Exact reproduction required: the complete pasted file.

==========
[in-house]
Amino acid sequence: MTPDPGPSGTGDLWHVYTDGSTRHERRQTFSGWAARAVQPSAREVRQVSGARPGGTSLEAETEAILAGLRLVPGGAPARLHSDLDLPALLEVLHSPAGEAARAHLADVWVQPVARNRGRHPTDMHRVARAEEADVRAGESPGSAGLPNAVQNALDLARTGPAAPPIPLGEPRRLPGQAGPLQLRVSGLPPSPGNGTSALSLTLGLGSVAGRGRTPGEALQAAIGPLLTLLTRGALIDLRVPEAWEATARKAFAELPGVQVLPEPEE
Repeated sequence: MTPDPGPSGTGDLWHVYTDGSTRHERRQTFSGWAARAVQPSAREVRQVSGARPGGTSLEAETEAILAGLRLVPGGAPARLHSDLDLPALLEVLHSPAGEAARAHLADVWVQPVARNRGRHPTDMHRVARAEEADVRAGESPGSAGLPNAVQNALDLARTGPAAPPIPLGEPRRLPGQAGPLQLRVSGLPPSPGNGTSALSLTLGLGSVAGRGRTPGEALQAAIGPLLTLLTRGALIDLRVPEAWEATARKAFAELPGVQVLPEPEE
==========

[in-house]
Amino acid sequence: MTPDPGPSGTGDLWHVYTDGSTRHERRQTFSGWAARAVQPSAREVRQVSGARPGGTSLEAETEAILAGLRLVPGGAPARLHSDLDLPALLEVLHSPAGEAARAHLADVWVQPVARNRGRHPTDMHRVARAEEADVRAGESPGSAGLPNAVQNALDLARTGPAAPPIPLGEPRRLPGQAGPLQLRVSGLPPSPGNGTSALSLTLGLGSVAGRGRTPGEALQAAIGPLLTLLTRGALIDLRVPEAWEATARKAFAELPGVQVLPEPEE
Repeated sequence: MTPDPGPSGTGDLWHVYTDGSTRHERRQTFSGWAARAVQPSAREVRQVSGARPGGTSLEAETEAILAGLRLVPGGAPARLHSDLDLPALLEVLHSPAGEAARAHLADVWVQPVARNRGRHPTDMHRVARAEEADVRAGESPGSAGLPNAVQNALDLARTGPAAPPIPLGEPRRLPGQAGPLQLRVSGLPPSPGNGTSALSLTLGLGSVAGRGRTPGEALQAAIGPLLTLLTRGALIDLRVPEAWEATARKAFAELPGVQVLPEPEE